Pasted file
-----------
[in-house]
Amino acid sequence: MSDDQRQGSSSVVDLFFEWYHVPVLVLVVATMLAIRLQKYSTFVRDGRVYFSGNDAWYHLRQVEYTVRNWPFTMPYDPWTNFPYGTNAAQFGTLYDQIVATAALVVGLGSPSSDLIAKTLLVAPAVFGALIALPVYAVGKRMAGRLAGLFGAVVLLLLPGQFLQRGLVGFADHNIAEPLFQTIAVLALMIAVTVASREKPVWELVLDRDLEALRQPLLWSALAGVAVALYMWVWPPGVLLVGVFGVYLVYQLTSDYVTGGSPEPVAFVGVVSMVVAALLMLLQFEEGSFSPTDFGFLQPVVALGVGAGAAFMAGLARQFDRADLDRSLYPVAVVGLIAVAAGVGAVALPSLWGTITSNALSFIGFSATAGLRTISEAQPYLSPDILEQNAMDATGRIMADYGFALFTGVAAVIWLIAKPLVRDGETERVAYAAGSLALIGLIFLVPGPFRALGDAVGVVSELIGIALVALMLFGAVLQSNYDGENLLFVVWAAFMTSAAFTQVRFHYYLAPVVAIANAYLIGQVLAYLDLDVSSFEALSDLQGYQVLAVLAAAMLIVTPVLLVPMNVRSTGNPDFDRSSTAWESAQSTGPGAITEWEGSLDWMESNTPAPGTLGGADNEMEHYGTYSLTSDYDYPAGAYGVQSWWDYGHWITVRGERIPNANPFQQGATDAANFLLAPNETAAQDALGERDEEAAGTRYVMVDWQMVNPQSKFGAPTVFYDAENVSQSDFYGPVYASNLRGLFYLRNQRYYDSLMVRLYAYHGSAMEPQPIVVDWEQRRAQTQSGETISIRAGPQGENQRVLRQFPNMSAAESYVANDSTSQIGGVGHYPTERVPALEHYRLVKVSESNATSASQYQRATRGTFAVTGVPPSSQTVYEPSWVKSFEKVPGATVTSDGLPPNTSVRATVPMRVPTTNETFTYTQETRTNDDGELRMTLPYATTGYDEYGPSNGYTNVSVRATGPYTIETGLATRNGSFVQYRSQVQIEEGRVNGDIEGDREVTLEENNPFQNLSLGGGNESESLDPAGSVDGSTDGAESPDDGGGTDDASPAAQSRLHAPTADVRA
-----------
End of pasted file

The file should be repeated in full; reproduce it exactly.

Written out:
[in-house]
Amino acid sequence: MSDDQRQGSSSVVDLFFEWYHVPVLVLVVATMLAIRLQKYSTFVRDGRVYFSGNDAWYHLRQVEYTVRNWPFTMPYDPWTNFPYGTNAAQFGTLYDQIVATAALVVGLGSPSSDLIAKTLLVAPAVFGALIALPVYAVGKRMAGRLAGLFGAVVLLLLPGQFLQRGLVGFADHNIAEPLFQTIAVLALMIAVTVASREKPVWELVLDRDLEALRQPLLWSALAGVAVALYMWVWPPGVLLVGVFGVYLVYQLTSDYVTGGSPEPVAFVGVVSMVVAALLMLLQFEEGSFSPTDFGFLQPVVALGVGAGAAFMAGLARQFDRADLDRSLYPVAVVGLIAVAAGVGAVALPSLWGTITSNALSFIGFSATAGLRTISEAQPYLSPDILEQNAMDATGRIMADYGFALFTGVAAVIWLIAKPLVRDGETERVAYAAGSLALIGLIFLVPGPFRALGDAVGVVSELIGIALVALMLFGAVLQSNYDGENLLFVVWAAFMTSAAFTQVRFHYYLAPVVAIANAYLIGQVLAYLDLDVSSFEALSDLQGYQVLAVLAAAMLIVTPVLLVPMNVRSTGNPDFDRSSTAWESAQSTGPGAITEWEGSLDWMESNTPAPGTLGGADNEMEHYGTYSLTSDYDYPAGAYGVQSWWDYGHWITVRGERIPNANPFQQGATDAANFLLAPNETAAQDALGERDEEAAGTRYVMVDWQMVNPQSKFGAPTVFYDAENVSQSDFYGPVYASNLRGLFYLRNQRYYDSLMVRLYAYHGSAMEPQPIVVDWEQRRAQTQSGETISIRAGPQGENQRVLRQFPNMSAAESYVANDSTSQIGGVGHYPTERVPALEHYRLVKVSESNATSASQYQRATRGTFAVTGVPPSSQTVYEPSWVKSFEKVPGATVTSDGLPPNTSVRATVPMRVPTTNETFTYTQETRTNDDGELRMTLPYATTGYDEYGPSNGYTNVSVRATGPYTIETGLATRNGSFVQYRSQVQIEEGRVNGDIEGDREVTLEENNPFQNLSLGGGNESESLDPAGSVDGSTDGAESPDDGGGTDDASPAAQSRLHAPTADVRA